Benjamin completed his undergraduate degree in Financial Economics at the University of Dundee before being accepted onto the masters program in Health Economics at the University of York where he was awarded with an NIHR studentship. Benjamin then spent several years working in various corporate finance roles in different countries before joining the University of Sheffield as part of the Wellcome Trust PhD program in Public Health Economics and Decision Science. The Wellcome Trust program provides the next generation of Public Health Economists with state of the art training and experience in order to progress the field in a positive and meaningful direction.
Benjamin is excited and proud to be a part of this program as it offers him novel opportunities to enhance his statistical and econometric knowledge whilst pursuing research that has impactful outcomes on individuals. Benjamin’s primary research focuses on how different exposures, specifically police encounters, social services outcomes, and educational experiences, interact with each other to increase or decrease the likelihood of young people committing violent offences. To support this research, Benjamin has forged a partnership with the data analytics team in the violence reduction unit at Thames Valley Police. This partnership has proven invaluable in acquiring key data that allows for insightful modelling and analysis to be performed.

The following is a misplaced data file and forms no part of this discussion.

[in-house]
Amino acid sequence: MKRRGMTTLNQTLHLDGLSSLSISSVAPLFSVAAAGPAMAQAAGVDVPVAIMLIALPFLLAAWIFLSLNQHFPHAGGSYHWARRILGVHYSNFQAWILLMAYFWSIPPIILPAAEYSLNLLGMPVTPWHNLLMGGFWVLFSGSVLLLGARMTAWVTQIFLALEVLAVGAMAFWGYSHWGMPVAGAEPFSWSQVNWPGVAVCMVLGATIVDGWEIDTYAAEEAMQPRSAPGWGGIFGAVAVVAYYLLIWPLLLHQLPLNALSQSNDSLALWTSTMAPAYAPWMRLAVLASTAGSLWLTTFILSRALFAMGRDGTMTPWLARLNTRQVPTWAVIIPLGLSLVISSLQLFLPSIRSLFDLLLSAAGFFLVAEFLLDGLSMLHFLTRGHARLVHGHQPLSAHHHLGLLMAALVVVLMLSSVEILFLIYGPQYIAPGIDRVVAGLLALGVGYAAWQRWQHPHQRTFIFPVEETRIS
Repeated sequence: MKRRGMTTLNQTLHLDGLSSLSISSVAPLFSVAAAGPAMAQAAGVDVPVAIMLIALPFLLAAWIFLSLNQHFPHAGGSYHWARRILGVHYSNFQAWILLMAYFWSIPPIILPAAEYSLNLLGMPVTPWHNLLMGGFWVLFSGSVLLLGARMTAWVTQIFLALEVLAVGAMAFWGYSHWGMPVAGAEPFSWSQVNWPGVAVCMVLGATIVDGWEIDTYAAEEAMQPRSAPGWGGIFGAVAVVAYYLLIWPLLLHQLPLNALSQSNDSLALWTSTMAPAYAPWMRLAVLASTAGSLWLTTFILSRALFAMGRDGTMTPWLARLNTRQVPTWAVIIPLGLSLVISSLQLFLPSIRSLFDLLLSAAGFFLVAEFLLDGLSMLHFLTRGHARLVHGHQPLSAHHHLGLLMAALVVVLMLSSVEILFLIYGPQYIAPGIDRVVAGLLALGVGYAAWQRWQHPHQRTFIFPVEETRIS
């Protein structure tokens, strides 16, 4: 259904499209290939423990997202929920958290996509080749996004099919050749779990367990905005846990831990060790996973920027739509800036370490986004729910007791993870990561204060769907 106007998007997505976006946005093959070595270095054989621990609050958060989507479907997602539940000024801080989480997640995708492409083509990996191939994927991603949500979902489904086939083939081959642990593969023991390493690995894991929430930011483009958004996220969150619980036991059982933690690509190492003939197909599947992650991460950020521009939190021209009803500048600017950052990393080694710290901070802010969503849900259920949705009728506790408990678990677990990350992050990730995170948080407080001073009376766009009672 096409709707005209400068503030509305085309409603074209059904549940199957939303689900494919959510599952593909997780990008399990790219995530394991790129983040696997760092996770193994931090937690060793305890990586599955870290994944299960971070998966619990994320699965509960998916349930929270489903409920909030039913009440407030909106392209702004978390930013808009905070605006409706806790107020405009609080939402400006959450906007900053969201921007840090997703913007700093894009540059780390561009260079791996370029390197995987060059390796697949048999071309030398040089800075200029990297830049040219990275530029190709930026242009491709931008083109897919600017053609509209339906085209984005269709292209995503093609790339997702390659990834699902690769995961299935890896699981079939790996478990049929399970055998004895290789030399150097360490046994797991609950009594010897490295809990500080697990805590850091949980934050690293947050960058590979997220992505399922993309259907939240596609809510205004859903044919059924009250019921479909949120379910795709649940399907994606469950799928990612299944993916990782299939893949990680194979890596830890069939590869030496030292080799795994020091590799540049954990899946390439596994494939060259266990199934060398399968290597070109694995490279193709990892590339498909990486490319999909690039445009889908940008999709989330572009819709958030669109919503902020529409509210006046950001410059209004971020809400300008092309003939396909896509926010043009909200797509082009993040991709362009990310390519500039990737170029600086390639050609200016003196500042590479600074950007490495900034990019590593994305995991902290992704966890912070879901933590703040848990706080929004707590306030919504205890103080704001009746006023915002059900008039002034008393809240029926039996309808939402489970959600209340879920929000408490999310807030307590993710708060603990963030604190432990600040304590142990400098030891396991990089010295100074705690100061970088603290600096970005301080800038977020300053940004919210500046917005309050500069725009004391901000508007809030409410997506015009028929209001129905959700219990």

Alongside this, Benjamin has discovered a passion for teaching and undertakes GTA work each year to help support and develop the next generation of graduates at Sheffield as well as volunteering with the local Air Training Corps and Sea Cadet Corps to aid in developing young people interested in life in his majesty’s armed forces.
- Violent Offending
- Adverse Childhood Experiences
- Police Attitudes
- Educational Influences
- Social Care
Lead Supervisor: Professor Nathan Hughes
Second Supervisor: Professor Tracey Young
Third Supervisor: Professor Matthew Bennett
In progress: A Rapid Review of different explanatory modelling techniques used to understand how engagements with the police, social services and the educational environment influence the propensity of young people to violently offend for the first time.
Expected publication date: December 2023